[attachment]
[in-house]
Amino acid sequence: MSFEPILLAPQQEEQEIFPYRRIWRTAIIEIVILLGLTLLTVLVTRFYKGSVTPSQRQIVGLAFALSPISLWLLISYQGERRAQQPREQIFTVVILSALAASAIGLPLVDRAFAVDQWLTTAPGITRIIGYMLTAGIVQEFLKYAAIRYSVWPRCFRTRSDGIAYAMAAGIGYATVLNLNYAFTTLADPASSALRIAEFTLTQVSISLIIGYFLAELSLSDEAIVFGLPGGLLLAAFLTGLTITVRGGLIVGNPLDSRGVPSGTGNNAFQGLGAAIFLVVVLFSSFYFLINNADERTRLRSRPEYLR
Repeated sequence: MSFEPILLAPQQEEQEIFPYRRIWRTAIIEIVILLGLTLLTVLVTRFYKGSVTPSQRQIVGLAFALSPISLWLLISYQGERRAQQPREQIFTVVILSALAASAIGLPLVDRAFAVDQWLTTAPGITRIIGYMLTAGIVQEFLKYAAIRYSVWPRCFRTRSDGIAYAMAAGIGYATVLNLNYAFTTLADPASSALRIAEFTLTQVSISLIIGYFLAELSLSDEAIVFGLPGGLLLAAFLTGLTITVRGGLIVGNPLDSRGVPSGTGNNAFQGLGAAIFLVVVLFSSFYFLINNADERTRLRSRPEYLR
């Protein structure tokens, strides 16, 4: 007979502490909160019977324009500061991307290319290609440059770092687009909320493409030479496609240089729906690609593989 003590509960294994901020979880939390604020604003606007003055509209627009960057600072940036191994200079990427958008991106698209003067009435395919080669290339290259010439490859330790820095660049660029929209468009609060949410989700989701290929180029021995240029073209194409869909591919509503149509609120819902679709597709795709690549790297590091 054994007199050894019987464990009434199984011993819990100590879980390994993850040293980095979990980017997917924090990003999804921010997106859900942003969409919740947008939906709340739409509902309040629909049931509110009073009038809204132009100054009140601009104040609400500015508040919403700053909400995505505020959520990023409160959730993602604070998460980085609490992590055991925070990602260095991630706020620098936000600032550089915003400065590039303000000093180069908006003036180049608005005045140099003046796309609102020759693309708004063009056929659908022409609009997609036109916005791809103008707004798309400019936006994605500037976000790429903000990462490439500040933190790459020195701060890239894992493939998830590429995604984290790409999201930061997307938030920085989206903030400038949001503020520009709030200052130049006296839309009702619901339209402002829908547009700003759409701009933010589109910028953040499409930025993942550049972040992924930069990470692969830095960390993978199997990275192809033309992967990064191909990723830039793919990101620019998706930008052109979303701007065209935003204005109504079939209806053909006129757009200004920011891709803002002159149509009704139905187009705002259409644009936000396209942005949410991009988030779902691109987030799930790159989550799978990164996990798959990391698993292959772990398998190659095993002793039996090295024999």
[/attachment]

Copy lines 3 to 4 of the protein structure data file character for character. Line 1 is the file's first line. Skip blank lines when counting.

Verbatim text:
Repeated sequence: MSFEPILLAPQQEEQEIFPYRRIWRTAIIEIVILLGLTLLTVLVTRFYKGSVTPSQRQIVGLAFALSPISLWLLISYQGERRAQQPREQIFTVVILSALAASAIGLPLVDRAFAVDQWLTTAPGITRIIGYMLTAGIVQEFLKYAAIRYSVWPRCFRTRSDGIAYAMAAGIGYATVLNLNYAFTTLADPASSALRIAEFTLTQVSISLIIGYFLAELSLSDEAIVFGLPGGLLLAAFLTGLTITVRGGLIVGNPLDSRGVPSGTGNNAFQGLGAAIFLVVVLFSSFYFLINNADERTRLRSRPEYLR
């Protein structure tokens, strides 16, 4: 007979502490909160019977324009500061991307290319290609440059770092687009909320493409030479496609240089729906690609593989 003590509960294994901020979880939390604020604003606007003055509209627009960057600072940036191994200079990427958008991106698209003067009435395919080669290339290259010439490859330790820095660049660029929209468009609060949410989700989701290929180029021995240029073209194409869909591919509503149509609120819902679709597709795709690549790297590091 054994007199050894019987464990009434199984011993819990100590879980390994993850040293980095979990980017997917924090990003999804921010997106859900942003969409919740947008939906709340739409509902309040629909049931509110009073009038809204132009100054009140601009104040609400500015508040919403700053909400995505505020959520990023409160959730993602604070998460980085609490992590055991925070990602260095991630706020620098936000600032550089915003400065590039303000000093180069908006003036180049608005005045140099003046796309609102020759693309708004063009056929659908022409609009997609036109916005791809103008707004798309400019936006994605500037976000790429903000990462490439500040933190790459020195701060890239894992493939998830590429995604984290790409999201930061997307938030920085989206903030400038949001503020520009709030200052130049006296839309009702619901339209402002829908547009700003759409701009933010589109910028953040499409930025993942550049972040992924930069990470692969830095960390993978199997990275192809033309992967990064191909990723830039793919990101620019998706930008052109979303701007065209935003204005109504079939209806053909006129757009200004920011891709803002002159149509009704139905187009705002259409644009936000396209942005949410991009988030779902691109987030799930790159989550799978990164996990798959990391698993292959772990398998190659095993002793039996090295024999």